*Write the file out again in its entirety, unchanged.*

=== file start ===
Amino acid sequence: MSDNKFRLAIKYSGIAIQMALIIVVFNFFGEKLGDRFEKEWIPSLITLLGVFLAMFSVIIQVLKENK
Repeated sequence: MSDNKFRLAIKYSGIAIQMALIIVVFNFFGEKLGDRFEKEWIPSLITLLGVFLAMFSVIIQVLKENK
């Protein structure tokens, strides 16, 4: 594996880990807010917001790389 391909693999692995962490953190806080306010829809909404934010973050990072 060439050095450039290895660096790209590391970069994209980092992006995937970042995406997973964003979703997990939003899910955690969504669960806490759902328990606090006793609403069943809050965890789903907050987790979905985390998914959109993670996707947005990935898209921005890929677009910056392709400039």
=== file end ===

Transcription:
Amino acid sequence: MSDNKFRLAIKYSGIAIQMALIIVVFNFFGEKLGDRFEKEWIPSLITLLGVFLAMFSVIIQVLKENK
Repeated sequence: MSDNKFRLAIKYSGIAIQMALIIVVFNFFGEKLGDRFEKEWIPSLITLLGVFLAMFSVIIQVLKENK
């Protein structure tokens, strides 16, 4: 594996880990807010917001790389 391909693999692995962490953190806080306010829809909404934010973050990072 060439050095450039290895660096790209590391970069994209980092992006995937970042995406997973964003979703997990939003899910955690969504669960806490759902328990606090006793609403069943809050965890789903907050987790979905985390998914959109993670996707947005990935898209921005890929677009910056392709400039």